“May man never be instrumentalized. May the subjugation of man by man – that is to say, of me by another – cease … The black man is not. No more than the white man. Both have to move away from the inhuman voices of their respective ancestors so that a genuine communication can be born … Superiority? Inferiority? Why not simply try to touch the other, feel the other, discover each other?” (p. 206)

This swing to the radical right happening in global politics appears to reenact the trauma of colonialism, taking a society down to decadence. Yet, at the same time, the light shines in the dark and indeed, it is in darkness that it shines the brightest. With this breakdown of civil society, we are given a chance to confront the colonial past. This peeling off of consumer identity brought by economic stagnation might be experienced as some form of existential crisis. Yet, at the same time, it offers us an opportunity to wake up to something larger than the identity offered by this materialism of corporate culture and its underlying discourse of colonialism.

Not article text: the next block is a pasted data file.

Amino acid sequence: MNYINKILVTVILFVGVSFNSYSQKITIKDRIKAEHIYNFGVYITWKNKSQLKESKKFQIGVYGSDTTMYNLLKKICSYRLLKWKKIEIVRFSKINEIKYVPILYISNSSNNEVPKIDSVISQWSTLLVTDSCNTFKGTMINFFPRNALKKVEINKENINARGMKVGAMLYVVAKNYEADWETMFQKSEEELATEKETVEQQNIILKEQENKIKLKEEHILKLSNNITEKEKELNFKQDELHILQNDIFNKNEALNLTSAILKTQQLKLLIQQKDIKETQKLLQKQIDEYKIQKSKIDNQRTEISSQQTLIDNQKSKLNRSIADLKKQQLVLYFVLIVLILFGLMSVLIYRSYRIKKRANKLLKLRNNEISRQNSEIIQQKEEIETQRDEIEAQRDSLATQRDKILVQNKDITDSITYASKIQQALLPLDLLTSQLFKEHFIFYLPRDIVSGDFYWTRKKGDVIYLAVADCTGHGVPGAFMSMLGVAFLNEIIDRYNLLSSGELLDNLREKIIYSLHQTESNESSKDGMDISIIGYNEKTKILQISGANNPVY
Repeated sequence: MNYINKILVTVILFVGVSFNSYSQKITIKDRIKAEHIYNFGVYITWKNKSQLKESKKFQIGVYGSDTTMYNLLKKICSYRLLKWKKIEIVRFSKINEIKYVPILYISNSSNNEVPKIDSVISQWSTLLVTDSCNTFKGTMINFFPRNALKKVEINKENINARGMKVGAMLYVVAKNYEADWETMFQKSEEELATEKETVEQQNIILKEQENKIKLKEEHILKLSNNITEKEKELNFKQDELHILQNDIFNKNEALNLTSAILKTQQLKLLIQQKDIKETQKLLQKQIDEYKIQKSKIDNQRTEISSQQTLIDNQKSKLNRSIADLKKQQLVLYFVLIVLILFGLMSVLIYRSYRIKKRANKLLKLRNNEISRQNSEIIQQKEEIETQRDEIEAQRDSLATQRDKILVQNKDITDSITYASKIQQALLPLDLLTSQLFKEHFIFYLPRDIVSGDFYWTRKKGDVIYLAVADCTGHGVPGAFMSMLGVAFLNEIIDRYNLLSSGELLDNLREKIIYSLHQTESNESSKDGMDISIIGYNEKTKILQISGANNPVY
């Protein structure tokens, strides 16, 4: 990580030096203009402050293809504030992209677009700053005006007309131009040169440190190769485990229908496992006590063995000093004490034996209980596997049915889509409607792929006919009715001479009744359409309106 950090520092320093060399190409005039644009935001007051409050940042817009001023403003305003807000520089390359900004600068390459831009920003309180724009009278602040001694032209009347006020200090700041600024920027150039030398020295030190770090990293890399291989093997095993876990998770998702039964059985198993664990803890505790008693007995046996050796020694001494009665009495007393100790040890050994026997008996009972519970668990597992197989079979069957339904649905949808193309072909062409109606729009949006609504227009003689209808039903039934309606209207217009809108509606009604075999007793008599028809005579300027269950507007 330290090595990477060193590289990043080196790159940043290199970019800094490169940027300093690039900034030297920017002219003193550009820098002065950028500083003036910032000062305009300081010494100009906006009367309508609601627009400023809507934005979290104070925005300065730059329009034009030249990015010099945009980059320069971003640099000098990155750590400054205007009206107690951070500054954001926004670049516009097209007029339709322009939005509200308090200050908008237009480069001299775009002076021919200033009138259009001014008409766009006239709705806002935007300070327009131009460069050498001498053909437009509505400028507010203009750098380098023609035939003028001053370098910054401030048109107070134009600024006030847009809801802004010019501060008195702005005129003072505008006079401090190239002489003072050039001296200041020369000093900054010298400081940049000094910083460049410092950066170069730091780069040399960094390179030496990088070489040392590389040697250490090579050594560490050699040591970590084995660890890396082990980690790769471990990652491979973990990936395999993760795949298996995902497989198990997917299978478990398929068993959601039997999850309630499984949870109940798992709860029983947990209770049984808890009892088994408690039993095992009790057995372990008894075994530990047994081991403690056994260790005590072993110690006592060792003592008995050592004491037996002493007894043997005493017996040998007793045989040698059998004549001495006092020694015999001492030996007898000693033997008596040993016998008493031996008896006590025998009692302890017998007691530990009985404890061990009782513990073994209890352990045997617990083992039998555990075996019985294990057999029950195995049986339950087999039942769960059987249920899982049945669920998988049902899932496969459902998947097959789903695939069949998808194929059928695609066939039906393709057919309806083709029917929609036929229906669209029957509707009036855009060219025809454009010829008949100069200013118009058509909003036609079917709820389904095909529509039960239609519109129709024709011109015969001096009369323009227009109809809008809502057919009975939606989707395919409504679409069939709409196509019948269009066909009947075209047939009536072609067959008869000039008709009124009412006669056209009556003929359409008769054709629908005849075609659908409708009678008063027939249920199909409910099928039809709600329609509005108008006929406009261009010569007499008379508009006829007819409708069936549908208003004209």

Identity politics must not win over the hearts of people who remember their inherent obligation to one another. Nationalism can’t triumph over our intrinsic humanity. If we just recognize how at this deep core, we are fighting for the same needs and hopes, all simply wanting to be human, we now have a chance to heal the trauma buried inside history. We can break this repeated cycle of abuse, making colonization a thing of the past. Then, a new civilization becomes possible, one that is firmly rooted in our shared humanity.
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Nozomi Hayase, Ph.D., is a writer who has been covering issues of freedom of speech, transparency and decentralized movements. Find her on twitter @nozomimagine